Northeast Animal Hospital
727.822.8501
1401 4th Street North
St. Petersburg, FL 33704

Canine Influenza – Frequently Asked Questions

Q: What is canine influenza?

A: Canine influenza (CI), or dog flu, is a highly contagious respiratory infection of dogs that is caused by an influenza A virus. In the U.S., canine influenza has been caused by two influenza strains. The first strain reported in the United States, beginning in 2004, was an H3N8 influenza A virus. In 2015, an outbreak that started in Chicago was caused by a separate canine influenza virus, H3N2. Since March 2015, thousands of dogs have been confirmed positive for H3N2 canine influenza across the U.S.

Since both strains of Canine Influenza Virus, H3N2 and H3N8, cause illness and, in severe cases, can be fatal, NEAH and PITC have adopted American Veterinary Medical Association recommendations and now recommend vaccination for both strains for at-risk dogs, and require vaccination for both strains in our canine boarding patients.

Q: What are signs of canine influenza infection in dogs?

A: The signs of this illness in dogs are cough, runny nose, and fever, but not all dogs will show signs of illness. The severity of illness associated with canine flu in dogs can range from no signs to severe illness resulting in pneumonia and sometimes death.

Q: Do I need to be concerned about putting my dog in day care or boarding it at a kennel?

A: If your dog is ill, you should immediately notify your veterinarian and the day care or kennel. You will likely need to make other arrangements for your dog. You wouldn’t want your healthy dog exposed to a contagious dog, just as others wouldn’t want their healthy dogs exposed to your contagious dog.

Dog owners should be aware that any situation that brings dogs together increases the risk of spread of communicable illnesses. Good infection-control practices can reduce that risk, so dog owners involved in shows, sports, or other activities with their dogs or who board their dogs at kennels should ask whether respiratory disease has been a problem there, and whether the facility has a plan for isolating dogs that develop respiratory disease and for notifying owners if their dogs have been exposed to dogs with respiratory disease.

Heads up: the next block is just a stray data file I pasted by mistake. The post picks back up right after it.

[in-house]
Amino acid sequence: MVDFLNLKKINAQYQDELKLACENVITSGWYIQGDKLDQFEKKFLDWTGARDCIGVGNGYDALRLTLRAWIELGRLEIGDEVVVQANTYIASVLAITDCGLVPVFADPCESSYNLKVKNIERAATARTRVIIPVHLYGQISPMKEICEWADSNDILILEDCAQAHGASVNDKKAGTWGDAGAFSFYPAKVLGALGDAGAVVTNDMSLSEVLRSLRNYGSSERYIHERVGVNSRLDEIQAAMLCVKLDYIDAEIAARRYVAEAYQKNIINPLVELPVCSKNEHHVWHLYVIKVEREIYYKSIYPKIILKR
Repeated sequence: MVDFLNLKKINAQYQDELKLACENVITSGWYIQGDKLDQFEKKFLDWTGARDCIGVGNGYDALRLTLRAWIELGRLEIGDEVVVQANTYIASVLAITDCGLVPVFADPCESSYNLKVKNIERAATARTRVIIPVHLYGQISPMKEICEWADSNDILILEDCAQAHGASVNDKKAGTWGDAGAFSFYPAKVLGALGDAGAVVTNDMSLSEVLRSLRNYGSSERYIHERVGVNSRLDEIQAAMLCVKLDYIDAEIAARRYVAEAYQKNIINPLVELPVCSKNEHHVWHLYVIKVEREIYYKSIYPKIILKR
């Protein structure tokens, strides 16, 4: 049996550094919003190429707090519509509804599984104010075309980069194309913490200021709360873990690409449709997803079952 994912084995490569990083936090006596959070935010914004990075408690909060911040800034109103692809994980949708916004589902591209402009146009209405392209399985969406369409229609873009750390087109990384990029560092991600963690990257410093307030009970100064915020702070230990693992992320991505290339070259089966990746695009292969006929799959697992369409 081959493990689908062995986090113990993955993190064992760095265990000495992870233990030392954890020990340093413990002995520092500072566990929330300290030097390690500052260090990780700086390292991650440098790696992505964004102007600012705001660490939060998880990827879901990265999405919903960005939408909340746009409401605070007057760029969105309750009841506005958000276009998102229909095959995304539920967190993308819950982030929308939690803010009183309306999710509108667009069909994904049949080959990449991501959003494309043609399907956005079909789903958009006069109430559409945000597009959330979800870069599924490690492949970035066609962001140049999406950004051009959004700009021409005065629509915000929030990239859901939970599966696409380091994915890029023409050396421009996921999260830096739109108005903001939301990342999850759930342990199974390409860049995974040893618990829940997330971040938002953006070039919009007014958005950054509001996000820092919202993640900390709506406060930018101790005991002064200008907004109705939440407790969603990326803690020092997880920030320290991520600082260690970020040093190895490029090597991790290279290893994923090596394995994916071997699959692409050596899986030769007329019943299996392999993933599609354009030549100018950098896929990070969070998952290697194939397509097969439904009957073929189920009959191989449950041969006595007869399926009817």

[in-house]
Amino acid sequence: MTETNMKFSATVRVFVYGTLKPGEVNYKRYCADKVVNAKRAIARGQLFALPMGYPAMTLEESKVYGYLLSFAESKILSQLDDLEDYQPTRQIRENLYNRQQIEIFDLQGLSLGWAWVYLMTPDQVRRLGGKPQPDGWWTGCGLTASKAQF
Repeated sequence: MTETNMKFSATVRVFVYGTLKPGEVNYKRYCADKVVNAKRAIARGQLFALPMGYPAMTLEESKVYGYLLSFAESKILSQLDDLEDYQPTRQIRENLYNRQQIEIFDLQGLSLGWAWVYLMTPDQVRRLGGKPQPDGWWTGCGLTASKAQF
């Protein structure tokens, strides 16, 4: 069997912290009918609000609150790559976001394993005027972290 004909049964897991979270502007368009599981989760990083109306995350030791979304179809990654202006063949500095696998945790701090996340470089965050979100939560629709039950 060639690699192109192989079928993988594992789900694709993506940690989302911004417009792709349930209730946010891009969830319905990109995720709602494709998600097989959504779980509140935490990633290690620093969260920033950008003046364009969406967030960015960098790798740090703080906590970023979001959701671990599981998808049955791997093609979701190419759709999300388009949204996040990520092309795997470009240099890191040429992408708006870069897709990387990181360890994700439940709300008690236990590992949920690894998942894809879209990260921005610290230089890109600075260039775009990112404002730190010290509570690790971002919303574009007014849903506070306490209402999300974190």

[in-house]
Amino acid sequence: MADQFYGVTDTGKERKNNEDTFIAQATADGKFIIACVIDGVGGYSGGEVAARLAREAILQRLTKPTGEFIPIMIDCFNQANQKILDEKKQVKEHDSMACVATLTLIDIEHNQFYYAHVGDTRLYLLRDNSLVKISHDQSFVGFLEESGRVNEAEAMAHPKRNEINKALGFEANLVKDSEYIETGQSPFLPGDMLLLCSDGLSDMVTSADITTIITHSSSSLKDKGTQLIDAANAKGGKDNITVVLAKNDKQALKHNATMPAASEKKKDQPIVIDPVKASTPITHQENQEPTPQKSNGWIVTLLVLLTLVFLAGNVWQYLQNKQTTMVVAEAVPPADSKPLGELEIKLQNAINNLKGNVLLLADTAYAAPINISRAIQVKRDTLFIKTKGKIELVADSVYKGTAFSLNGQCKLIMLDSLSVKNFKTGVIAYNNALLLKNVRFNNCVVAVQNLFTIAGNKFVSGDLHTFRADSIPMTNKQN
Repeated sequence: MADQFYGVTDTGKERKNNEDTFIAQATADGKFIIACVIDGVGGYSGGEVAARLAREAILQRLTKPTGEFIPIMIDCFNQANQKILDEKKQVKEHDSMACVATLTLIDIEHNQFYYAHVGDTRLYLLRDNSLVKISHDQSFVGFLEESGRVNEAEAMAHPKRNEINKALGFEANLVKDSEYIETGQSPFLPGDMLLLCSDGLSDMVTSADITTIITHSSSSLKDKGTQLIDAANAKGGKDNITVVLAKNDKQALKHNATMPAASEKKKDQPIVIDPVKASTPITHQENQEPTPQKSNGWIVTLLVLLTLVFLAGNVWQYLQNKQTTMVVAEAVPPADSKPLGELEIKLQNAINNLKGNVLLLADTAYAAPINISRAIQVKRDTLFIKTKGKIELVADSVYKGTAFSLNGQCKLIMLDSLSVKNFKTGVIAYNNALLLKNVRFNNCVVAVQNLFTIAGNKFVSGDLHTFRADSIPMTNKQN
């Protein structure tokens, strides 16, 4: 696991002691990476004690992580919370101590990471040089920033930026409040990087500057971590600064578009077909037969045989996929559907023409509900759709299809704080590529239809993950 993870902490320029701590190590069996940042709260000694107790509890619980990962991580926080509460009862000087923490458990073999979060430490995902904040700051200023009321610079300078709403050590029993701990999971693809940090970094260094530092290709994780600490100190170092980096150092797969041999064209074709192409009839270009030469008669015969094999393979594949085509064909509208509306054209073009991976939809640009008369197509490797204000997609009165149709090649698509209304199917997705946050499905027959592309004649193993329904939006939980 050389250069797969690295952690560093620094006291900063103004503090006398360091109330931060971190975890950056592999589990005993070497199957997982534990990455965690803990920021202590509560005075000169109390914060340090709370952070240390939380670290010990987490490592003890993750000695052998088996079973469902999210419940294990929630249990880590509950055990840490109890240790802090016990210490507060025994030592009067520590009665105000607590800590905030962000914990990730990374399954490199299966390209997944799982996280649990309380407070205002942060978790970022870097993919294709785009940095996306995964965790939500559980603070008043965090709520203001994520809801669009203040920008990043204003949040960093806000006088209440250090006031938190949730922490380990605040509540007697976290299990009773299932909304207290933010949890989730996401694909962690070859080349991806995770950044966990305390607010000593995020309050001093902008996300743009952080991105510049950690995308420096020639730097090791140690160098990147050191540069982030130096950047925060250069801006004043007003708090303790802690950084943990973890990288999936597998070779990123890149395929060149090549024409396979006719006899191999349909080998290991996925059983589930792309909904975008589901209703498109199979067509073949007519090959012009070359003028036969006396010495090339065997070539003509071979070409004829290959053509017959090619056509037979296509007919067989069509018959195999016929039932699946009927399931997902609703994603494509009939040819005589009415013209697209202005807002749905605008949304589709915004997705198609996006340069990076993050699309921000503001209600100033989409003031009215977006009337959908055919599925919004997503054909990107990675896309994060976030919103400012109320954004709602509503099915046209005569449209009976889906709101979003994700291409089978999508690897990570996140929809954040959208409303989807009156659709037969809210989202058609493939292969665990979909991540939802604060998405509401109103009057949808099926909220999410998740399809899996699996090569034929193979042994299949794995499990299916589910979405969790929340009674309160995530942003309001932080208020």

As long as good infection-control practices are in place, pet owners should not be overly concerned about putting dogs in training facilities, dog parks, kennels, or other areas frequented by dogs.

Q: Will vaccination for both Canine Influenza Viruses (H3N8 and H3N2) be required for boarding?

A: After monitoring increases in outbreaks in numerous areas in the U.S., we decided to require vaccination for both strains for our canine boarding patients. For patients that have not received the combination vaccine in the past, an initial vaccine will be required, with a booster in 2 weeks to provide adequate immunity. Annual revaccination is required. In order to allow time for dogs to receive both doses of Canine Influenza H3N2 Vaccine, our pet boarding facilities will not require this vaccination until May 1, 2017.

Vaccination is recommended for other at-risk patients: those who visit dog shows, boarding or day care facilities, dog parks, the dog beach, dog training classes, grooming salons, or social events with other dogs present. Please ask your veterinarian for guidance regarding canine influenza and additional non-core vaccinations that may be recommended for your pet based on lifestyle risk.

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